Power-Line Networking has grown by leaps and bounds recently and currently available power-line adapters in the market provide a bandwidth of up to 500 Mbps. The concept of transmitting data using the standard power cables at home/office has been picking steam over the years and currently power-lines have become a viable competitor to wired/wireless networking connections at home. Power-line adapters basically deliver broadband connections over power-lines.
A number of companies already have products that enable power-line networks, today. All one needs to do is, buy a couple of power-line adapters, plug it into electrical socket(s) and connect network devices using the built-in RJ-45 port available in the power-line adapters. That’s it, your power-line network is ready!! There is no need for cables or Wi-Fi adapters. The power-line network that uses electrical cables maybe sufficient even for high-speed/high-bandwidth demanding applications like music/video streaming.
Power-Line network products are mostly inter-operable. HomePlug and IEEE 1901-2010 standards enable power-line adapters manufactured by different vendors to work with each other. It is possible to network multiple power-line adapters together and it is also possible to connect multiple network devices to a single power-line adapter. As you can guess, there are different types of power-line adapters.
While power-line adapters seem to be getting a good hold in the home-networking segment, especially in cases where there is no existing wired or wireless connectivity, the question we need to be asking ourselves is: Will they find enterprise/industrial applications?
It might be slightly difficult for power-line networking to find enterprise applications because UTP Cables/Optical Fiber cables/Wi-Fi Access Points are available almost everywhere and these have become mainstream technologies. When it comes to enterprise adoption, it is not only technology but other factors like security, performance, partner/technology eco-system and support, play a big role. But then, power-line adapters might shortly penetrate the enterprise starting with small/remote branch networking applications, and such.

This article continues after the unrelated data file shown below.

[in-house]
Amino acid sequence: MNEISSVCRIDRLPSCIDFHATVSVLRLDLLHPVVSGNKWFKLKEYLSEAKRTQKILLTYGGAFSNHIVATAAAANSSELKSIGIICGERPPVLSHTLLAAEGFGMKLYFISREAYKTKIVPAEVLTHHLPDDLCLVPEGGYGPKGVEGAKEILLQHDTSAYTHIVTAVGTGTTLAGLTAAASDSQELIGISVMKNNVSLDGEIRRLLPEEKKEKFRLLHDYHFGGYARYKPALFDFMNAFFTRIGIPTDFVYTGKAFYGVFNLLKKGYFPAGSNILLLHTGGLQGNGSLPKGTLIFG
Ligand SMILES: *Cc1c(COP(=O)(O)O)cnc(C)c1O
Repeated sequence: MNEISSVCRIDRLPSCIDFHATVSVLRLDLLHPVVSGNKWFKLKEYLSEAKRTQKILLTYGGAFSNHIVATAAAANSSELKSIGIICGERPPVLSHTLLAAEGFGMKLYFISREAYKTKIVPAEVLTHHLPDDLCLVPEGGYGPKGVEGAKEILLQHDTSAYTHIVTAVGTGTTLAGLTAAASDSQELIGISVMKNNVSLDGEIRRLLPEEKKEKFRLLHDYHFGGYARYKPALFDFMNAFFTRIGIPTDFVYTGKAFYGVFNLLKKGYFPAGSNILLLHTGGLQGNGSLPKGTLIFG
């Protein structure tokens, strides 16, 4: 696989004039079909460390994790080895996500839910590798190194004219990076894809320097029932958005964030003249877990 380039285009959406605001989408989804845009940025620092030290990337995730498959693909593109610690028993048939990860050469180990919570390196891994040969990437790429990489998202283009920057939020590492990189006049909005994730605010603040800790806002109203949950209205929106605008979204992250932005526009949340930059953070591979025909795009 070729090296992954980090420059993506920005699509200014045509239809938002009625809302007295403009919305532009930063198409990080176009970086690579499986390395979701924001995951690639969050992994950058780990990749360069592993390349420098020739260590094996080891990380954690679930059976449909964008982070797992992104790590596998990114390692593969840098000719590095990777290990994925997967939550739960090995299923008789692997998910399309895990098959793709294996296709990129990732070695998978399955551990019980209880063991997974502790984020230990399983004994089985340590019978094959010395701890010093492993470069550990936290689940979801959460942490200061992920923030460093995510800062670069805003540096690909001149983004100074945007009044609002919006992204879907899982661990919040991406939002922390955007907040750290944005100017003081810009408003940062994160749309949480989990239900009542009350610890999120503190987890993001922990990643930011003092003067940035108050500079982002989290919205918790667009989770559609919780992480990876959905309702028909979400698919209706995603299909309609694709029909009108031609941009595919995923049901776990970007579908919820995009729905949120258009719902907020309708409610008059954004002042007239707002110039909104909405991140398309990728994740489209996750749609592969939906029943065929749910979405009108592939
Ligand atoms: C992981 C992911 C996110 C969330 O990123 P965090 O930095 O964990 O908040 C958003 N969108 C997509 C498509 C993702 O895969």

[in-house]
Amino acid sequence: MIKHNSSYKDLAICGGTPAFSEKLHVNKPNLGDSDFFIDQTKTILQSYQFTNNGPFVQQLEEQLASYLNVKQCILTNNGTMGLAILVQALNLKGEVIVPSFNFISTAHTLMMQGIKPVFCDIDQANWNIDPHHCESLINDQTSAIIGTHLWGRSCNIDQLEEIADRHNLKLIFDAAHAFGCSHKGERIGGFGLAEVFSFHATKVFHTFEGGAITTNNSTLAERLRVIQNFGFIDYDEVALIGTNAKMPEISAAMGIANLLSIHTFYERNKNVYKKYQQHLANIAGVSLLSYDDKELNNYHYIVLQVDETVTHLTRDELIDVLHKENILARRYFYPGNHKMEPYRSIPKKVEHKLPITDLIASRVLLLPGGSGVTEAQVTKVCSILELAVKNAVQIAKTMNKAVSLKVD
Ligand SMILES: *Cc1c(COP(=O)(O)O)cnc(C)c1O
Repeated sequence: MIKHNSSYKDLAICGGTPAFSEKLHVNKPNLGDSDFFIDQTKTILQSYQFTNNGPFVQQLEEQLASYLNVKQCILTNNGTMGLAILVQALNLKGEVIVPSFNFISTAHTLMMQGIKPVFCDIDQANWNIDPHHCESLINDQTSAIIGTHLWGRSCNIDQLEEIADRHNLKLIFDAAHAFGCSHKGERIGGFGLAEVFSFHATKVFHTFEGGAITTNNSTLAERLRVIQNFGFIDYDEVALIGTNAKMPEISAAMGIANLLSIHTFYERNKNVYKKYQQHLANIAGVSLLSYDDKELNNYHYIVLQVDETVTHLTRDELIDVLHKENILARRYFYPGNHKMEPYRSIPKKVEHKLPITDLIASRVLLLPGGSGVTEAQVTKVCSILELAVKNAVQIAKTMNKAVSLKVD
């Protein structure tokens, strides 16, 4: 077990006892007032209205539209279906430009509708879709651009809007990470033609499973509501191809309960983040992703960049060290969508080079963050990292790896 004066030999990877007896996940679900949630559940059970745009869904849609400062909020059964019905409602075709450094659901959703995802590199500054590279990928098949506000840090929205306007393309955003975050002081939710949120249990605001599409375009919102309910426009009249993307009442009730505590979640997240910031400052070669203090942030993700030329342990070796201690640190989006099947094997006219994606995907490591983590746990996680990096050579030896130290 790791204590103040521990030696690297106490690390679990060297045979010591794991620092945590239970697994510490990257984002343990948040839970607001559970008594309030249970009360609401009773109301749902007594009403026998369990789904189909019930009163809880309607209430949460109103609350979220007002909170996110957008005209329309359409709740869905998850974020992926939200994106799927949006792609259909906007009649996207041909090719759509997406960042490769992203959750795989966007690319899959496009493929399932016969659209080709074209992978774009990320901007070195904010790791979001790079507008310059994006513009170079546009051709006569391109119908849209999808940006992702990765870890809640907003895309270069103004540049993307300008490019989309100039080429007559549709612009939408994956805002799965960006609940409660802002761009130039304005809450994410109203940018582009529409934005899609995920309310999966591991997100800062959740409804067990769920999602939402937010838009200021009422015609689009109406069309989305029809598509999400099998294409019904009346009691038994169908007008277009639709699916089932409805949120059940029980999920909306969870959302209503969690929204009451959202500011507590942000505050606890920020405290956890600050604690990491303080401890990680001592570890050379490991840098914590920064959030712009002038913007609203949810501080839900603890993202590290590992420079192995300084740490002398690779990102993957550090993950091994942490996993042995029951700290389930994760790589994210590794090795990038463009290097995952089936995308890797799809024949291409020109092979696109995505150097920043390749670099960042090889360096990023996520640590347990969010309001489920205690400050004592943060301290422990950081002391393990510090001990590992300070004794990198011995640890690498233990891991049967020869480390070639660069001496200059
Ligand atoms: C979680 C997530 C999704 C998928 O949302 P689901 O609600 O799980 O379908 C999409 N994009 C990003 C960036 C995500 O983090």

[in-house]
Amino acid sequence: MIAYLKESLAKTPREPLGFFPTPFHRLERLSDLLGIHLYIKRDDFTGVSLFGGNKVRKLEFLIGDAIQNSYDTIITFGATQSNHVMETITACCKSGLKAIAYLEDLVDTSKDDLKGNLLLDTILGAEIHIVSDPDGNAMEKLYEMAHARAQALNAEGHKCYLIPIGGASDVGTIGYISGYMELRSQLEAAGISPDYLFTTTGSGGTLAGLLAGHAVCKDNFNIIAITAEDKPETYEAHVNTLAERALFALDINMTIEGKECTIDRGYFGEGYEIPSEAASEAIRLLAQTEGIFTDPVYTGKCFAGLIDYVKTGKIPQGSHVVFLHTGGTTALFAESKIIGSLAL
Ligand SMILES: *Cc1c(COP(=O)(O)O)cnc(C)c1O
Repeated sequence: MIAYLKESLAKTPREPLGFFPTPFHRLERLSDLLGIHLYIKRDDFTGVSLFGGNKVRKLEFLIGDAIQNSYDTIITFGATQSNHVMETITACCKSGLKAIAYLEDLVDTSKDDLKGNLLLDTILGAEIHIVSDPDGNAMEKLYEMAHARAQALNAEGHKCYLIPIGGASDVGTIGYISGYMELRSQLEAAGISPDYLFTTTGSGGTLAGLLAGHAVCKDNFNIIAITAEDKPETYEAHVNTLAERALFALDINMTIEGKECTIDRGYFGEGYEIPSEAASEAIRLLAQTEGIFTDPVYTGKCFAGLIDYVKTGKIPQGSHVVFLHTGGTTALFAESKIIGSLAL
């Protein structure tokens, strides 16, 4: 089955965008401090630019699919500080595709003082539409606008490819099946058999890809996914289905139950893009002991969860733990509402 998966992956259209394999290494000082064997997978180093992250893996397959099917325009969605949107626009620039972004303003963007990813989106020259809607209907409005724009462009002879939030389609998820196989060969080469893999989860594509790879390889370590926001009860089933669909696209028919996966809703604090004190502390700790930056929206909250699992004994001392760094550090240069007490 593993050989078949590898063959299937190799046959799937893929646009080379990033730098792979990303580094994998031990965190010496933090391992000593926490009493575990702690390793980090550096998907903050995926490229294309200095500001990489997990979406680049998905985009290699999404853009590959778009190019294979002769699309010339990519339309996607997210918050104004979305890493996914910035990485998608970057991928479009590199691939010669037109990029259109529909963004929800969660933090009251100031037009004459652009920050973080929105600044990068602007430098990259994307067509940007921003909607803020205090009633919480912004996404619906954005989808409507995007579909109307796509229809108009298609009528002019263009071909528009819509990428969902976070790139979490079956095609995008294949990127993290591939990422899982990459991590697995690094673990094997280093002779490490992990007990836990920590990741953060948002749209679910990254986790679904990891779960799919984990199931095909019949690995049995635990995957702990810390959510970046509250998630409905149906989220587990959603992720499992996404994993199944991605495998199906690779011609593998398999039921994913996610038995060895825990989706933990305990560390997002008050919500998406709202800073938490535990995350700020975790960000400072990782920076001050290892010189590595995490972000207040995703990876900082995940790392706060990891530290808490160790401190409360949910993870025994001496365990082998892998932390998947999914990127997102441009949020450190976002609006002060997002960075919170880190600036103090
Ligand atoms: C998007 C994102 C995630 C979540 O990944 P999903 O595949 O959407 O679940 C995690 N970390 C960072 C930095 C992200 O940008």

However, in segments like manufacturing, hospitality, education, etc., power-line networks might have a bigger role to play. There are many large industries/organizations that are spread over miles together. It is quite expensive to network every single location, and the cost is not justified when there are only a few computers accessing the network from the remote locations. Since power-lines are laid everywhere (by default), why not look at power-line adapters to connect computers/other devices to the network, instead of laying expensive optical fiber cables at every nook and corner?
However, the kind of applications that need to be accessed from these locations/the number of users accessing the network through power-lines are two important factors that play a role in deciding whether to go with power-line networks, or not.
The point of this article is: Why not (also) consider power-line networks to connect remote locations to the network in enterprises, industries and other organizations? Power-line networks do have their limitations, but they can be advantageous if used at the right location and for the right application.
Further Reading: Wikipedia article on Power-line Networking.
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